Cachexia is a wasting syndrome, which is a process that causes fat tissues and muscle to waste away.
Cachexia is a wasting syndrome, which is a process that causes fat tissues and muscle to waste away. This disorder causes involuntary weight loss, which often affects people with late-stage chronic diseases, such as cancer, renal disease, HIV or AIDS, and congestive heart failure.
People with cachexia usually lose weight due to various reasons. Their metabolism also changes causing their body too much muscle breakdown. Loss of appetite is due to inflammation and tumor substances, which cause the body to rapidly burn more calories.
According to experts, cachexia is one of the body’s responses to combat diseases. The body breaks down fat and muscle to obtain more energy, especially when the body is low in nutritional stores. However, getting more calories and nutrition are not sufficient to reverse cachexia. People with this wasting syndrome do not just lose weight. They often become frail and too weak making them more susceptible to developing infections. Their symptoms also include a lower quality of life. At least 50 percent of people with progressive or terminal cancer have cachexia.
Cachexia is divided into three categories: precachexia, cachexia, and refractory cachexia.
- Precachexia: A person with precachexia experiences loss of appetite, changes in metabolism, and inflammation. This category involves the loss of up to 5 percent of body weight while being affected by a known disease.
- Cachexia: People with known diseases experience unintentional weight loss of more than 5 percent of their body weight up to one year. Other criteria in this category include fatigue, reduced or poor appetite, muscle weakness, and inflammation.
- Refractory Cachexia: This category involves people who have cancer. It is characterized by muscle loss, unintentional weight loss, and resistance to cancer treatment.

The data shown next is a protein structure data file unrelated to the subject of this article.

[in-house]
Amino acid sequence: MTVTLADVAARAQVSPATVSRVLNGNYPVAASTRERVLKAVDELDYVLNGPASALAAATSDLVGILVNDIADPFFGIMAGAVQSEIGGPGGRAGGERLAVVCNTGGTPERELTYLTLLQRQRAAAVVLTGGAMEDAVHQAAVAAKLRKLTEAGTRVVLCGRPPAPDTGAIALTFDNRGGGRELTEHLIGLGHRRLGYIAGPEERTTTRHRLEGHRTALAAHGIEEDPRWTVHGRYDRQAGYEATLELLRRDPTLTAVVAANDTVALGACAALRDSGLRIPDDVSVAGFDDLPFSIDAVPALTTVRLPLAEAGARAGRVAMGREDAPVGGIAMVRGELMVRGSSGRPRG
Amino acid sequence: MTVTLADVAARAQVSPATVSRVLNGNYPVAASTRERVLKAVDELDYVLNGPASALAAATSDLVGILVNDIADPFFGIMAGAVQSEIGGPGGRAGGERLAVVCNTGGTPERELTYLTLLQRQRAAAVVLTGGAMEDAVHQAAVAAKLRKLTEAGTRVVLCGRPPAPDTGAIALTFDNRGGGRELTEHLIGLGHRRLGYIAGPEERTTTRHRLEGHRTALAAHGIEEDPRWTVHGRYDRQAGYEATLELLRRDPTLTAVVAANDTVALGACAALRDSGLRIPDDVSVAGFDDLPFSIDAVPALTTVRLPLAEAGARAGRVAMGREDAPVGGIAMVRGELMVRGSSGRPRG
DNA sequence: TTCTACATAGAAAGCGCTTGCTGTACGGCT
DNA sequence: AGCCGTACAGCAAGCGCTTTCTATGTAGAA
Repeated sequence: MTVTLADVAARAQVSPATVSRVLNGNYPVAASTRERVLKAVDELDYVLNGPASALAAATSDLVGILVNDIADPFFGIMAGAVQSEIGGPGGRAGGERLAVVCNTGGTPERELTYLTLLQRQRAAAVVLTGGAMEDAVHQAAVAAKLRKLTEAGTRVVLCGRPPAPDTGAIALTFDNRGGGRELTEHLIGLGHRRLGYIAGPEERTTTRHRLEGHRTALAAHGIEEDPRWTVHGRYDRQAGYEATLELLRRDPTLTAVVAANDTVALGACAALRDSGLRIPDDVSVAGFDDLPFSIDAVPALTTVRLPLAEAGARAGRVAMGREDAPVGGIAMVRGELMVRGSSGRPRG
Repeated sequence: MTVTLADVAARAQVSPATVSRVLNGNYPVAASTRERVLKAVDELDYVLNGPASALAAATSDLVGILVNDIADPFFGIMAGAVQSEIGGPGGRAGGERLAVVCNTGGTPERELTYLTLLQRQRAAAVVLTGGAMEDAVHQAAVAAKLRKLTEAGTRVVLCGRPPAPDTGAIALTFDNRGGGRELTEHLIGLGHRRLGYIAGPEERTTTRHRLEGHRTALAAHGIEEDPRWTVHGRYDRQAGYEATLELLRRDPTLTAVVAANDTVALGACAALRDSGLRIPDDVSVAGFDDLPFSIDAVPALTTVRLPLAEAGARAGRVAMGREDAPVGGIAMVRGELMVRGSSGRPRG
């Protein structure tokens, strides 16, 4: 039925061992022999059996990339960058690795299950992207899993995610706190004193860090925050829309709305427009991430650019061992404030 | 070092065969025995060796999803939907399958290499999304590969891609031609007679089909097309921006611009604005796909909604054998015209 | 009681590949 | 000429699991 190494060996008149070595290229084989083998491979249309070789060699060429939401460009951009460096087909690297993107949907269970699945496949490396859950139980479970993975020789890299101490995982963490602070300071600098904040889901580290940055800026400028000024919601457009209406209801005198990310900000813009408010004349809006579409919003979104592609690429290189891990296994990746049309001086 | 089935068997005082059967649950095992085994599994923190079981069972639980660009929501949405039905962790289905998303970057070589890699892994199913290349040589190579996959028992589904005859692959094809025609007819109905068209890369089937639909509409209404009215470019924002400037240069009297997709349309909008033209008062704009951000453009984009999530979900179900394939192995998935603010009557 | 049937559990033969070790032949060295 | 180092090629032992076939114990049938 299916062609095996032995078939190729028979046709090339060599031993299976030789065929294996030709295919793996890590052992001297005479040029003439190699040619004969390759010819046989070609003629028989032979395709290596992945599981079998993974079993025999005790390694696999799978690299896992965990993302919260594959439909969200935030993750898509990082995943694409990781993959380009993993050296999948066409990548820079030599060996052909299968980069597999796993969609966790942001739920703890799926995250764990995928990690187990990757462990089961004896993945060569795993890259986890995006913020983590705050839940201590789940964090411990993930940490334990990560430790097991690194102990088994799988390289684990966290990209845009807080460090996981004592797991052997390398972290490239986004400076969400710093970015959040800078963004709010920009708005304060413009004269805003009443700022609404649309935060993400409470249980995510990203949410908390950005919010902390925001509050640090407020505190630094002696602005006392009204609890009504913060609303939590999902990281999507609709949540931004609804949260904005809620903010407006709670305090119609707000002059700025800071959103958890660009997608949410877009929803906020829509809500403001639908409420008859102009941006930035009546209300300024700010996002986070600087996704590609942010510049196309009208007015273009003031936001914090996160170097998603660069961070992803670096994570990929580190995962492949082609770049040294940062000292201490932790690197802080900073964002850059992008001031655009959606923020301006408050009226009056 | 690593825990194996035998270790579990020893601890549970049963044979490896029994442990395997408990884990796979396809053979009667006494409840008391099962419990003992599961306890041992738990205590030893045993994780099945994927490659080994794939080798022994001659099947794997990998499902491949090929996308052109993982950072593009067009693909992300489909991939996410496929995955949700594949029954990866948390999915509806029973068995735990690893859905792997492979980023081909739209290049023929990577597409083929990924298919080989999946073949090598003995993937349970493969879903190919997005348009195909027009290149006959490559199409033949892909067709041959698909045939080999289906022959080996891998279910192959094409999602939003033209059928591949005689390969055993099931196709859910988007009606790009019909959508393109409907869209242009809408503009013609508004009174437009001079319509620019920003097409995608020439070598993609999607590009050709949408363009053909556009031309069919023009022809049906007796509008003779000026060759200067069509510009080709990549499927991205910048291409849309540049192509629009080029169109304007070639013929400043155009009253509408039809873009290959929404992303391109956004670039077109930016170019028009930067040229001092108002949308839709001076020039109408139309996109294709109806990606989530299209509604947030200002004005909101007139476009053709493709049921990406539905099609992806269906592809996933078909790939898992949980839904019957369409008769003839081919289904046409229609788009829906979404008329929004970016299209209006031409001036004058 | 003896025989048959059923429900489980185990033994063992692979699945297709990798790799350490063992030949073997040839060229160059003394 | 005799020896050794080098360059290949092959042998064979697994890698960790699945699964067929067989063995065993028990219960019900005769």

Although most people with cachexia look malnourished due to extreme loss of weight and muscle mass, some people seem to appear with a normal weight. According to research, this wasting disorder usually begins even before weight loss occurs, which means that people with cachexia may not initially exhibit any signs or symptoms of the disorder.
To confirm cachexia, a person with a known disease must have lost a minimum of 5 percent of body weight within a year or less than a year including any three of the following signs and symptoms:
- Low albumin levels
- Decreased muscle strength
- High inflammation level confirmed by certain blood tests
- A low fat-free mass index (FFMI)
The symptoms of reduced functional ability, such as abnormally low energy levels and fatigue can make it difficult for people with cachexia to do basic and daily activities, such as taking a bath, brushing their teeth, and getting dressed.
Edema or swelling may also occur due to low protein levels in the blood because fluid moves into the leg tissues of people who can still manage to stand or sit.
Cachexia may be due to substances that are produced by tumors or by the host response, which is simply the body’s reaction or response to tumors. Other causes of cachexia including how the immune system reacts to cancer are being studied to further understand the disorder.
Catabolic metabolism is a characteristic feature of cachexia, which involves losing body mass, both fat and muscle.
Cachexia is usually seen with cancer as well as other diseases, such as emphysema, heart failure, HIV or AIDS, and chronic renal failure. When it comes to cancer, cachexia is mostly seen with pancreatic cancer, lung cancer, stomach cancer, and other types of advanced cancer.